For BCOR expression level analysis and group assignment, a custom NanoString CodeSet was applied, which consisted of marker genes and three housekeeping genes (ACTB, GAPDH and LDHA).
Probes were designed to target the regions of analysed genes. The sequences for BCOR and marker genes for HGNET-BCOR and HGNET-MN1 tumours are presented in our previous paper [16]. Due to the lack of sufficient expression microarray data for pineoblastoma, we chose four genes previously described as highly expressed in the pineal tissue, as the markers for pineoblastoma tumours. These include TPH1 involved in melatonin synthesis, PDC and IMPG2 involved in phototransduction and OTX2 transcription factor, all four genes highly expressed in pinealocytes [1,4,5,18,21]. The sequences for pineoblastoma marker genes are presented in Table I.
Hybridization of the probes to the tumour RNA samples was performed in the Clinical Research Centre, Medical University of Białystok, Poland, following NanoString Technologies procedures for hybridization, detection and scanning. The raw counts for each gene were subjected to technical and biological normalization using nSolver 4.0 software (NanoString Technologies, Seattle, USA). Clustering of the samples was performed using Euclidean distance metrics and average settings.
Detection of internal tandem duplication in the BCOR gene
Genomic DNA was extracted from eight pineoblastoma tumour samples using the QIAamp DNA FFPE Tissue Kit (Qiagen). The duplicated region in exon 15 of BCOR was detected by targeted PCR using the following primers: BCOR_15F: TCCTCCCGCATATTTCGCTG and BCOR_15R: ACACACTGTACATGGTGGGTCC (35 cycles of 98ºC for 10 s, 60ºC for 30 s, 72ºC for 120 s). Bidirectional sequencing was performed using a 3500 Genetic Analyser (Applied Biosystems, Foster City, CA, USA). The sequences were determined on both DNA strands from at least two independent PCR products. The analysed sequence fragments were compared with the BCOR cDNA (Gen-Bank RefSeq: NM_001123385.1) sequence using Mutation Surveyor software version 3.30 (Soft Genetics, LLC, State College, PA, USA). The presence of internal tandem duplication was also validated using Archer FusionPlex® Pan Solid Tumor v2, next-generation sequencing (NGS) panel.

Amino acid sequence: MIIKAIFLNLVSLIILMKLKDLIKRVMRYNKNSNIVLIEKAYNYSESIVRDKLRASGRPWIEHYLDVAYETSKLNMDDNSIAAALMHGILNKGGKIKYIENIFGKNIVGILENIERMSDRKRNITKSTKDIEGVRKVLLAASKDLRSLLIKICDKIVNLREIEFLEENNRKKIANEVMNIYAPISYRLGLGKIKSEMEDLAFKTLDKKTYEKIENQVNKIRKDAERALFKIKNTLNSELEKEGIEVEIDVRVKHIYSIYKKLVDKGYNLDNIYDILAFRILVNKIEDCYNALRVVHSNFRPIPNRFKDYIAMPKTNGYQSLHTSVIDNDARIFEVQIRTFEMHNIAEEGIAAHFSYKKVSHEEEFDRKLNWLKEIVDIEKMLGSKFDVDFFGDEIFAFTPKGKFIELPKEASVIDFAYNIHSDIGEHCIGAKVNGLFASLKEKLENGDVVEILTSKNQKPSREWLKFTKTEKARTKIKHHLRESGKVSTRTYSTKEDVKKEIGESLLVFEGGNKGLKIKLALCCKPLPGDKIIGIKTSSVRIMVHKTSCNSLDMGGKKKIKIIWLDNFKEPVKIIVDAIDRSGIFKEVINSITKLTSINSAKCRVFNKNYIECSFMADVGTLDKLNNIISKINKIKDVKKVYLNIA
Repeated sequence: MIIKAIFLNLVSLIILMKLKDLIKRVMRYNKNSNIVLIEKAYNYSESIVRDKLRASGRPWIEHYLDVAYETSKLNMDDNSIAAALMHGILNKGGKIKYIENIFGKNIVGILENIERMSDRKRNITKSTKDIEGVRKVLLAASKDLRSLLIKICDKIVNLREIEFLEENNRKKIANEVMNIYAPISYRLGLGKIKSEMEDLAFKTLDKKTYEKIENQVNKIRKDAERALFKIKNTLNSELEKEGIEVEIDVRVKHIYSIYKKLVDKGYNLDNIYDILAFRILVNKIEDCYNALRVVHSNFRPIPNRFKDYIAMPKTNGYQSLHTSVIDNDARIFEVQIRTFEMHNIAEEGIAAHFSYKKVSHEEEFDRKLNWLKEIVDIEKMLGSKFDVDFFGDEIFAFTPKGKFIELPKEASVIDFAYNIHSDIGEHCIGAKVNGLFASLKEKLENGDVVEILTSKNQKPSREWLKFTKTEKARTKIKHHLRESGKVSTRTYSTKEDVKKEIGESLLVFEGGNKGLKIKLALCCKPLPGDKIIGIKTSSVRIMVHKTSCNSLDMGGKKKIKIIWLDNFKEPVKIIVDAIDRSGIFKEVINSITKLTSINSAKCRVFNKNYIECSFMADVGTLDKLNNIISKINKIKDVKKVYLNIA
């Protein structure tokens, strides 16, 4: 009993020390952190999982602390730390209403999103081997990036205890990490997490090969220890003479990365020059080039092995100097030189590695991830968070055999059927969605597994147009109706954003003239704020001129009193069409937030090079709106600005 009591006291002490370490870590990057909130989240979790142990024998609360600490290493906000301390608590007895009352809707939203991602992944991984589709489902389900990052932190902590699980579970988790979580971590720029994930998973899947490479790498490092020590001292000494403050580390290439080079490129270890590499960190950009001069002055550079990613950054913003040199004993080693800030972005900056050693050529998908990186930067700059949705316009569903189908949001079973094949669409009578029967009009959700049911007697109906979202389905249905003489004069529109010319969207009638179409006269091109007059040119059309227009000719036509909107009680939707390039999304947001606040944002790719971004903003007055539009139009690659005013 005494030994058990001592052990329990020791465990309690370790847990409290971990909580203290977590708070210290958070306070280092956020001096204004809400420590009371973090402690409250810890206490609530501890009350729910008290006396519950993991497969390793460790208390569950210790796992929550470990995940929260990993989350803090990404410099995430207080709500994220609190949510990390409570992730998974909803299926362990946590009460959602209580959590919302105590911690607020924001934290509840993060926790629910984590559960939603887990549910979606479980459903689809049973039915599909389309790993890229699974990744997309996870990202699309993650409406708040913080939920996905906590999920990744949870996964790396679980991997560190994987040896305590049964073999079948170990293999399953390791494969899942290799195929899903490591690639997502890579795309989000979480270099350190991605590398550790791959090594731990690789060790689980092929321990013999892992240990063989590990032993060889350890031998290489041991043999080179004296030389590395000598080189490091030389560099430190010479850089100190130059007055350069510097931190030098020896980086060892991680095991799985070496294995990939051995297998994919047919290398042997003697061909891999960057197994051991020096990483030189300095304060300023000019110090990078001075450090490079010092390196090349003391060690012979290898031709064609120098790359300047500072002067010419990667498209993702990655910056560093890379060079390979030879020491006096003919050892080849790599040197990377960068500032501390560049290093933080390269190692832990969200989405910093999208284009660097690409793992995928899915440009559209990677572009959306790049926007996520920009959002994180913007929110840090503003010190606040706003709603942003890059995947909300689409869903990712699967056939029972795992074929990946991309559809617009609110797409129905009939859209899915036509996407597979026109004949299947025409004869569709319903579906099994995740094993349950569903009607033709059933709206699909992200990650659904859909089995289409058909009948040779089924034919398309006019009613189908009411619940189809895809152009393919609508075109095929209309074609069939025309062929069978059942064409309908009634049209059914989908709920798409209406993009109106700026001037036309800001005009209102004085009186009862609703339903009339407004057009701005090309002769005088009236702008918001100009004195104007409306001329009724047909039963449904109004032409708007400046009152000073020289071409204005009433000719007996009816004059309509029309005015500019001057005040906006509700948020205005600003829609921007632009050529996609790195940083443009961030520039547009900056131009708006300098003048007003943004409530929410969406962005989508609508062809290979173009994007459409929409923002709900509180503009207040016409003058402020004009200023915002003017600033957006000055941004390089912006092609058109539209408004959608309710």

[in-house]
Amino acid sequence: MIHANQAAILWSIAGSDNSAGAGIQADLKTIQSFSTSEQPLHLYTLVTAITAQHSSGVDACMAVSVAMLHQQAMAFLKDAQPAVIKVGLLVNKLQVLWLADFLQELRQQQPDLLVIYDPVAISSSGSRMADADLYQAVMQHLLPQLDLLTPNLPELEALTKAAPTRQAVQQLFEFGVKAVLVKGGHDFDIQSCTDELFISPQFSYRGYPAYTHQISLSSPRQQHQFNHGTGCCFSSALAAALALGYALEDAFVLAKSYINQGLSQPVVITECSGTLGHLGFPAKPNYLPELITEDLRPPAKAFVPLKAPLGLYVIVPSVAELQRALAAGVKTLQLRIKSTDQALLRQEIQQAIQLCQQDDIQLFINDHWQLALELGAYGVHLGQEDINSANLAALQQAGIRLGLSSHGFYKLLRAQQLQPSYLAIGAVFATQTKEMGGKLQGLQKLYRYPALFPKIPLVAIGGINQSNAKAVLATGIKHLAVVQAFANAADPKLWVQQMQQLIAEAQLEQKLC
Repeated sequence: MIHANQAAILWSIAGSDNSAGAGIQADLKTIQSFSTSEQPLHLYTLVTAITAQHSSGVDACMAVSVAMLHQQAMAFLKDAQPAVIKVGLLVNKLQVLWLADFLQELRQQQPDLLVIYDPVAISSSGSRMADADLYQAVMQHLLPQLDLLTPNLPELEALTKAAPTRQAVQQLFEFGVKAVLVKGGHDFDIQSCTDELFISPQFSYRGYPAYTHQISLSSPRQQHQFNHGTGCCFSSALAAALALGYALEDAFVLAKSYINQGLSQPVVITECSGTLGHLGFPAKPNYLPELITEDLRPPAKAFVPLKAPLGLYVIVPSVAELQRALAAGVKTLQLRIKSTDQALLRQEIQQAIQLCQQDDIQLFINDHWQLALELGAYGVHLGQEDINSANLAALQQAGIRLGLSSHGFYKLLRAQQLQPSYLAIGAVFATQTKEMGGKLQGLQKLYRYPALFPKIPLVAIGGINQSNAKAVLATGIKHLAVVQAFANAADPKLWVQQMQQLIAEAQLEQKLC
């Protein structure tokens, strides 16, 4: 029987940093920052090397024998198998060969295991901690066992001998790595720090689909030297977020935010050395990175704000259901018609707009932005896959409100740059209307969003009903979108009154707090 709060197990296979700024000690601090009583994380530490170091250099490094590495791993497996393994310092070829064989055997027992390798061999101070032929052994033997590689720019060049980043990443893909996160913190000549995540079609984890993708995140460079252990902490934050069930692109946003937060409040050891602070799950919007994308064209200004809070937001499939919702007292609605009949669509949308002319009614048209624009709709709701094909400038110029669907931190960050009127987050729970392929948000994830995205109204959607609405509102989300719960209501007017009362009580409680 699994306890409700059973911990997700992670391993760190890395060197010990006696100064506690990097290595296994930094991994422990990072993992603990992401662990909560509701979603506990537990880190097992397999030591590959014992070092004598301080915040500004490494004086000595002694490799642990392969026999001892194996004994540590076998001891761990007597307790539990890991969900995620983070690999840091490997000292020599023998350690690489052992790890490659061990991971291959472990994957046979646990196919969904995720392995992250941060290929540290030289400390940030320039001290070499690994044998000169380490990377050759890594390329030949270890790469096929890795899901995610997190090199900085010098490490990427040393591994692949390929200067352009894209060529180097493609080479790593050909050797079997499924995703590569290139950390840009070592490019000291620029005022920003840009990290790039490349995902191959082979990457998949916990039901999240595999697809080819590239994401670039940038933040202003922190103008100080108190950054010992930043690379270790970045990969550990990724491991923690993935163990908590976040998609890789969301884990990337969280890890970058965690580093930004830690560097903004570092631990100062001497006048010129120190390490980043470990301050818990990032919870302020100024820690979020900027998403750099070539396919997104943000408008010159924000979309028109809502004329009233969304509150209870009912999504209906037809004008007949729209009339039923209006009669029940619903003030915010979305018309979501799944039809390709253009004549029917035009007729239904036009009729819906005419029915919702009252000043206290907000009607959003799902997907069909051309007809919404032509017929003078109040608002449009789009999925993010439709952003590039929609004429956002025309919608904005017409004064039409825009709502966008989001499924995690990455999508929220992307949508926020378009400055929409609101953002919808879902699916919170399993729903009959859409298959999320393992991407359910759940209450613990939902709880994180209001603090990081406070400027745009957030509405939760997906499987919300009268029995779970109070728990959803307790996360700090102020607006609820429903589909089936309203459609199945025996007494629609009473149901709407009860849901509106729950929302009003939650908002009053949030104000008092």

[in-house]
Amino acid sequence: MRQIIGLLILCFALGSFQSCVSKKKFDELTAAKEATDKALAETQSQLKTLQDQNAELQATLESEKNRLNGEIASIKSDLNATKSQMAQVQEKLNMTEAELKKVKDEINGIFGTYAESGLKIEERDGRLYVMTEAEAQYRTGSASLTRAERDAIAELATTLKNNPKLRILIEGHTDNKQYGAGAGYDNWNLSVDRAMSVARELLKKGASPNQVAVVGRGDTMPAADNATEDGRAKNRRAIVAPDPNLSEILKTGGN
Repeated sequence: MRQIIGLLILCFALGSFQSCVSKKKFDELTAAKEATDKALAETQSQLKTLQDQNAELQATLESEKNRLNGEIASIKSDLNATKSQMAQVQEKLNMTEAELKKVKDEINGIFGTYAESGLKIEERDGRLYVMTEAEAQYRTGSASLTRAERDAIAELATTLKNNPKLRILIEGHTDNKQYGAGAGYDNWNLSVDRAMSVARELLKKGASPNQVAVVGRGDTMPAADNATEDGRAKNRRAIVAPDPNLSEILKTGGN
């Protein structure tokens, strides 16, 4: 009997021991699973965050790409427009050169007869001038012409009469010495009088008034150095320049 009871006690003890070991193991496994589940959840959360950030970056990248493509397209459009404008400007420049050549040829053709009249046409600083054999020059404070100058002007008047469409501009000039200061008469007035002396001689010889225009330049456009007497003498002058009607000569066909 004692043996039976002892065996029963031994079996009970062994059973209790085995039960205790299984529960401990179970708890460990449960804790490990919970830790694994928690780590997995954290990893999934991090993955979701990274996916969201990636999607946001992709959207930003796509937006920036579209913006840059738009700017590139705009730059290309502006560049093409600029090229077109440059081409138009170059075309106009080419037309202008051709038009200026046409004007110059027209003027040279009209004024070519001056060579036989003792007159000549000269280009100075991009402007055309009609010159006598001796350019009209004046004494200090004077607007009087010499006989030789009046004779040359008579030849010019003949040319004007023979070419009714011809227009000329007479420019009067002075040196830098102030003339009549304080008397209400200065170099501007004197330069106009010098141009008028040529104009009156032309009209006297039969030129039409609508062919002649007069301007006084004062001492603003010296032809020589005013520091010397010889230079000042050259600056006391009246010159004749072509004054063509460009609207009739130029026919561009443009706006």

Expression of BCOR protein was detected using commercially available antibody clone C10 (sc-514576; Santa Cruz, Dallas, TX), at a dilution of 1 : 400. Antigen retrieval was performed using Target Retrieval Solution, High pH, (DAKO, Glostrup, Denmark) for 30 min in 99.5°C. The specificity of BCOR immunoexpression was tested in the classic medulloblastoma sample and normal testis.
Detection of INI1 protein was performed using mouse monoclonal anti-INI-1 antibody (clone MRQ-27, concentration 0.31 µG/ml) on the Ventana BenchMark ULTRA IHC/ISH auto-staining system. After antigen retrieval in CC1 buffer, detection of the signal was followed with the Ultra View HRP system (Roche/Ventana). Whole preparations were scanned in the Hamamatsu NanoZoomer 2.0 RS scanner (Hamamatsu Photonics, Hamamatsu, Japan) at the original magnification of 40×.
Detection of BCOR fusion by targeted next-generation sequencing
Targeted cancer panel sequencing – Archer FusionPlex® Pan Solid Tumor v2 (for Illumina) was used to detect BCOR gene fusions in pineoblastoma tumour samples. This panel uses Archer’s Anchor multiplex PCR chemistry to target regions of interest. This technology enables detection of both known and unknown analysed gene fusion partners. Prior to the library preparation, total RNA was extracted from fresh-frozen or FFPE tumour samples using RNasy Mini Kit (Qiagen) and quantified with QuantiFluor RNA system (Promega). Libraries were performed using Archer FusionPlex reagent kit for Illumina with 200 ng input of RNA, according to the manufacturer’s assay protocol and quantified using the KAPA Universal Library Quantification Kit (KAPA Biosystems, Wilmington, MA). Then libraries were normalized, pooled and sequenced on Illumina MiniSeq instrument (Illumina) using the MiniSeq High Output Kit (2 × 150 cycles). At the end of sequencing, FASTQ files were generated using Illumina’s bcl2fastq software version 2.17.1 and analysed with the Archer data analysis pipeline (Archer™ analysis software version 6.0). Analysed samples passed quality control criteria: pre-sequencing RNA Ct ≤ 28, unique RNA starting site reads per GSP control ≥ 10 and library quantity > 2 nmol/l. The criteria for calling a positive fusion were 5 or more unique supporting RNA reads and 3 or more unique starting sites among the reads.